[JW] I would have to say one of the biggest misconceptions about the Civil War and Civil War medicine relates to the use of anesthesia in the operating room. Most people that walk in the door – and including myself before I started working here and before I really started studying Civil War medicine – there is this Hollywood-esque, Hollywood-created thought about Civil War medicine. It’s that it’s very archaic. That these doctors didn’t know what they were doing. They’re unprofessional. They’re hacking off arms and legs left and right like butchers. And that there’s no anesthesia in the operating room, and soldiers are biting down on bullets or sticks or something in the operating room. In reality, these doctors were extremely professional, especially later in the war. They’re going to be considered some of the best surgeons in the world as a result of all the carnage that they experience on the battlefield and in the hospitals of the war. Many of the operations that they perform are very similar to the ones we do today. If you receive something like an amputation after a car crash or some kind of accident like that, the doctors are utilizing the same kinds of techniques, the same tools as well as they would have been using in the Civil War. It hasn’t changed all that much.
But the biggest misconception about the war is that the doctors didn’t have anesthesia. They did. They had anesthesia and used it in 95 percent of cases. And they recorded that fact. And so we have statistics that show that they used either chloroform or ether in the operating room in almost every surgery. They recognized, going back before the Civil War, in the years before the conflict broke out, that if you put these patients under – they’re not fully going to sleep in the way that we use anesthesia today. If you can render them, as they called it “insensible,” they would relax. There is a much lower likelihood of patients going into shock and dying on the operating table. And so as a result of this – amputations are what you’re going to see most frequently during the war – 75 percent of those patients that undergo operations including amputation on a Civil War battlefield, are going to survive. It’s pretty impressive considering that they don’t know about germ theory at that stage. They don’t know about cleaning their instruments. But the techniques they’re using and the anesthesia that they’re using both were extraordinarily modern and we can learn from that even today and look at the techniques that they did and bring it back to our own time period and recognize that it was the cutting edge of medicine in those years. And so it’s not archaic. It’s not butchery. It was science and it was medicine as best as those doctors could provide in those years.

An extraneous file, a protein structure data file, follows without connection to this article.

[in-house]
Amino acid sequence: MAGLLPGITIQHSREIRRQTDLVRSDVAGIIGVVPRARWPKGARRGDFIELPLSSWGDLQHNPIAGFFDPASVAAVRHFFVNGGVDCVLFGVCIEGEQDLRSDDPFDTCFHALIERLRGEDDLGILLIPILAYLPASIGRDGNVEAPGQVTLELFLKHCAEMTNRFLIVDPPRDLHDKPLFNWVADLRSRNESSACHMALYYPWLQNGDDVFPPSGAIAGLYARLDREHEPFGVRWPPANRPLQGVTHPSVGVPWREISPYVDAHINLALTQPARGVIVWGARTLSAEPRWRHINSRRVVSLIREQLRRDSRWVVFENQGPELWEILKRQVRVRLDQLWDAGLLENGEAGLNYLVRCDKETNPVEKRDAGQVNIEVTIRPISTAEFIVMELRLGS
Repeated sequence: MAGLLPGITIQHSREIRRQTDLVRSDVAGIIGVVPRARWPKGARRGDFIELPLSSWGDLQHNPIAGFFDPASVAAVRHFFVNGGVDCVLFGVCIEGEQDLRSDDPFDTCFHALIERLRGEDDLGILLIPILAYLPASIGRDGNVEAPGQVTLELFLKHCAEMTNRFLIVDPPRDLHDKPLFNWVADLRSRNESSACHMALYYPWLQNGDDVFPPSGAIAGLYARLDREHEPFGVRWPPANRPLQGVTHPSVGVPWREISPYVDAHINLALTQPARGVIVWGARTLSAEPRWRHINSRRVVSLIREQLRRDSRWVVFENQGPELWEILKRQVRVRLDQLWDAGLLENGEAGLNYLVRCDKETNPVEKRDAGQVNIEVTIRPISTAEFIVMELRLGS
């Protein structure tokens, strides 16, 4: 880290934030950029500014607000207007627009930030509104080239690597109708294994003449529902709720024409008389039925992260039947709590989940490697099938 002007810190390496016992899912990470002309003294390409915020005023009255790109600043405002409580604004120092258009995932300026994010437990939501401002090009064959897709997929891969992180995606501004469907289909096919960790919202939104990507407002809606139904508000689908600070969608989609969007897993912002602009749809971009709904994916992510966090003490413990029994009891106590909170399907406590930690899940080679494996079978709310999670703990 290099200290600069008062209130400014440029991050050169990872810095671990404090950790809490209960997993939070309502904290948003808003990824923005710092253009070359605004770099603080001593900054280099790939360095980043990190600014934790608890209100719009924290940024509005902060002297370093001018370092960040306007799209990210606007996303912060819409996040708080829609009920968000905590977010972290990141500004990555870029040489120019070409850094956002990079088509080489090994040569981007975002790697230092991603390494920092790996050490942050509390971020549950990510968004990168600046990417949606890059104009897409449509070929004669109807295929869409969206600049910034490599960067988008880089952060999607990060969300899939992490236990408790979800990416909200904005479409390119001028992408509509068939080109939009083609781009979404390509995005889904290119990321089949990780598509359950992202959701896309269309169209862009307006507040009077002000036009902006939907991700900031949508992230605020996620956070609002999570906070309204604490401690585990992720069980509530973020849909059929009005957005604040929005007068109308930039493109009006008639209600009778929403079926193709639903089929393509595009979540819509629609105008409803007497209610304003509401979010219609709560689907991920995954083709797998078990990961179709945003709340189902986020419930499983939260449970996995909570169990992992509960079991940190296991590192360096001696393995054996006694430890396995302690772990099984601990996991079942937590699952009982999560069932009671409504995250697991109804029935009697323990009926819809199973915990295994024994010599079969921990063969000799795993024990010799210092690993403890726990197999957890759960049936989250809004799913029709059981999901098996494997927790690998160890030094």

[NR] Thanks for that, Jake. You really gave us a good idea of the kind of information that people can gain from visiting your Civil War Medical Museum. So let me ask you, with respect to digital content and technology, how has that worked at the medical museum? Have you guys begun to integrate that into the work that you do? What kind of success have you seen there?